self.reloaders << reloader
   ActionDispatch::Reloader.to_prepare(prepend: true) do
      reloader.execute
    end
  else
    ActionDispatch::Reloader.to_cleanup(&callback)
  end
end

The above code installs a file watcher if config var is true. watchable_args consists of autoload_paths along with other files like schema.rb. So, file_watcher is configured to watch these paths. If config var is false, it just installs callback as :cleanup hook, which means all the code will be unloaded after each request is processed.

How do these components fall in place?

By joining all the dots, the sequence is:

Bonus

If you want to know how routes reloading happens, check this file

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Isolate Namespace in Rails Engines - A hack in itself

Written by Yuva on September 22, 2013; tagged under , , ,

isolate_namespace is that one feature which Rails boasts about to use while creating gems, but doesn’t work when one wants to extend models, controllers and views which are provided by that gem. We have used it while developing one of our gems and found that its really hard to extend models, controllers and views. For instance, if you copy views from gem to main application in order to customize them, and try to use routes defined in the main application, you will be slapped with an error saying those routes are not defined! It takes some time to understand how it works under the hood, and all it boils down to is: isolate_namespace is nothing but a bunch of hacks. This blog post will do a code walk-through and will try to explain how it works:

The isolate_namespace method

This method can be found in railties-engine file. Its reads as:

def isolate_namespace(mod)
  engine_name(generate_railtie_name(mod))

  self.routes.default_scope =
    { module: ActiveSupport::Inflector.underscore(mod.name) }
  self.isolated = true

  unless mod.respond_to?(:railtie_namespace)
    name, railtie = engine_name, self

    mod.singleton_class.instance_eval do
      define_method(:railtie_namespace) { railtie }

      unless mod.respond_to?(:table_name_prefix)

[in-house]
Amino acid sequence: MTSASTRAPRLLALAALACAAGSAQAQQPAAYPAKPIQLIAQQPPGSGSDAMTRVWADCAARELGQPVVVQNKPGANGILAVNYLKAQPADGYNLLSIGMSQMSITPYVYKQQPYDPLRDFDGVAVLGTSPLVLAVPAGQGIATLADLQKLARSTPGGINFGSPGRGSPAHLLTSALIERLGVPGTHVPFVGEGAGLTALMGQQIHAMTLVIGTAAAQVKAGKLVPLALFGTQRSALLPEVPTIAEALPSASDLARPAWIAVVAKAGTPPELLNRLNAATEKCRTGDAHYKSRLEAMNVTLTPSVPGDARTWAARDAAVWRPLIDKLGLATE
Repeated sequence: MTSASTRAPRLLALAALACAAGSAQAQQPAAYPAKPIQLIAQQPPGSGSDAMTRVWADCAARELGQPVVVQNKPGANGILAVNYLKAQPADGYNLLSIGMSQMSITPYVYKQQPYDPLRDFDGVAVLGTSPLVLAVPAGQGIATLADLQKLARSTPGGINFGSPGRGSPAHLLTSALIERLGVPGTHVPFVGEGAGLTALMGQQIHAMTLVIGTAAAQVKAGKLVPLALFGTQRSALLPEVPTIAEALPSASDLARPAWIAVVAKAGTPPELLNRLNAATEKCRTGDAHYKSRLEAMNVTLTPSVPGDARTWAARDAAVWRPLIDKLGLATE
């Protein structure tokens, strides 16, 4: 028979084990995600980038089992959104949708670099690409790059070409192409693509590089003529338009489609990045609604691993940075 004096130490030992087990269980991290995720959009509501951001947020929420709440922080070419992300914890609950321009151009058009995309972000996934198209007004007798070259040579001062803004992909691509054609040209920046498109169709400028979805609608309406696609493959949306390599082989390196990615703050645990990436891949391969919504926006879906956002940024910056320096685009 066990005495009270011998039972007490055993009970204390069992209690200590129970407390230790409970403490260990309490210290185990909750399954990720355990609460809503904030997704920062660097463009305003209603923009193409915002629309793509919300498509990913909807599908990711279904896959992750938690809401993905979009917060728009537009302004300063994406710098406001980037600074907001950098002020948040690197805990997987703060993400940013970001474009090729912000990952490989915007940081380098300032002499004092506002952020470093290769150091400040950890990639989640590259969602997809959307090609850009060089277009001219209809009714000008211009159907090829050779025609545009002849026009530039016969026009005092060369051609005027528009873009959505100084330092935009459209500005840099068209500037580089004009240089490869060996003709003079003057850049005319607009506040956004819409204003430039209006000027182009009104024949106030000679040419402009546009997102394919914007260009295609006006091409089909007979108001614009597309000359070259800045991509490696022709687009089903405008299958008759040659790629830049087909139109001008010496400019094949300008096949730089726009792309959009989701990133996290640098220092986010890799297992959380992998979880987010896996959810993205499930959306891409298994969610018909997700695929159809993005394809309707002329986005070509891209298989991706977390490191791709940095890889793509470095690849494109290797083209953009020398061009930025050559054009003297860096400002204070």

define_method(:table_name_prefix) { "#{name}_" }
      end

      # removed code for :use_relative_model_naming?
      # removed code for :railtie_helpers_paths

      unless mod.respond_to?(:railtie_routes_url_helpers)
        define_method(:railtie_routes_url_helpers) {
          railtie.routes.url_helpers
        }
      end
    end
  end
end

mod is module, which is has to be isolated. In case of blorgh gem, its Blorgh itself. Hence forth, we will use blorgh gem as an example given in rails guides

  1. routes.default_scope: It defines default scope for routes. This scope will be used while generating routes for Rails engine. It says module to be used is blorgh, and all the controllers will be searched under gem. This can be easily understood. Just put a binding.pry inside routes.rb of gem, and you can see this:

    [4] pry(#<Mapper>)> self.instance_variable_get(:@scope)
    => {:path_names=>{:new=>"new", :edit=>"edit"},
    :module=>"blorgh",
    :constraints=>{},
    :defaults=>{},
    :options=>{}}

    It says default module that should be used is blorgh. All the controllers will be prepended by blorgh/

  2. If module doesn’t respond to railtie_namespace {generally modules dont!}, it goes ahead and adds bunch of methods to module {i.e Blorgh for example}, and not to engine. Thats why its a hack! There is nothing done on engine! Everything is added to Blorgh module. So, what it adds exactly?

  3. table_name_prefix: This can be easily guessed. It will be used by active record. Now searching through activerecord source, we find this:

    def full_table_name_prefix #:nodoc:
      (parents.detect{ |p| p.respond_to?(:table_name_prefix) } || self).
        table_name_prefix